But, it is not necessary to restrict our thoughts to the old mining regions, for if we can observe how easy it has been to overlook valuable deposits in a country that has been subjected to severe mining work, for years and years, what must we conclude concerning the possibilities of the many and vast undeveloped areas in remote portions of the globe? It would seem that there is indeed very small cause for alarm about the exhaustion of the earth's metals.

No, it can be shown that mining, which is one of the very fundamental industries of the world and the one upon which every other form of commercialism rests, will be carried on with a continual increase in magnitude just as long as man exists. As the richer and more easily mined ore reserves of Nature are exhausted, improved and cheaper methods of mining, transportation, and treatment will be introduced and at a pace that will equalize this exhaustion. We, of the present generation, see the eminently successful handling of copper ores of grades so low that they were not given passing consideration ten years ago. The outlook would appear to be that the improvements in methods and costs will not only keep abreast of needs in such matters, but the probabilities are that they will take a very marked lead, with the result of a continually increasing scope to the mining industry. Let us then entertain optimistic views about the future of mining.

Now, as to the future of the young man who engages in mining there is just as much to be said as there is concerning the career of a young man in any other line of business. This word "business" is used advisedly, for the day is past when any person has a right to say that mining is anything but strictly legitimate business.

We look to the young men of the present and future to correct all of the shortcomings that have hindered the establishment of mining upon its deserved plane of stability in the minds of the general public. Young blood will take a lead in the dissemination of the correct thoughts about mining.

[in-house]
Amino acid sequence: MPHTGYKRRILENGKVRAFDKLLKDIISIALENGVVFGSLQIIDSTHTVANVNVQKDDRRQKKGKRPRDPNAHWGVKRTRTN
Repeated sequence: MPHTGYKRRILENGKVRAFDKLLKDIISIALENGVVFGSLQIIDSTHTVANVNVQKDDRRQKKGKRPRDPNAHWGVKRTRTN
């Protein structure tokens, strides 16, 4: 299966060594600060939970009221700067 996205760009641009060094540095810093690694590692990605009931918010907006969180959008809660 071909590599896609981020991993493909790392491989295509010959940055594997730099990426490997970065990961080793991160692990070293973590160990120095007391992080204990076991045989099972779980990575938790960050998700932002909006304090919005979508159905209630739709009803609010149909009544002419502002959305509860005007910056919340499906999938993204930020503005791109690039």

The successful man in mining will be, as heretofore, the one with the right qualifications in his make-up. Is a college education an essential prerequisite to success in mining? No, the writer is not one to declare that young men cannot succeed in the business without college training. However, there can be no avoidance of the proposition that the chances of the college-trained man are better than are those of the man who has not had the benefits of such a career.

A man may be said to engage in mining in three different ways. Thus, he may operate mining property; or he may perform any of the manifold lines of mining engineering; or he may be an investor in mining property or mining stocks.

To prove a success when enrolled in either of the first two classes, there is no denying the advantages of technical, mining education. The successful investor likewise will do well to make a consistent study of mining economics, and the more attention he gives to the many phases of approved modern mining, the greater will be his ultimate achievement, financially. Just as education along usual school branches is of immeasurable benefit to any man of business, so is it to the mining man. And in just as great ratio is the possession of innate business ability.

Education and natural ability are the two elements that will count in the future of any young man in mining.

Space might be devoted to the discussion of the possibilities of young men in the field of research work along scientific lines that would add materially to the economy and scope of mining. Such a career offers inducements looking to the achievement of honor as well as fortune. The field for such service is ready.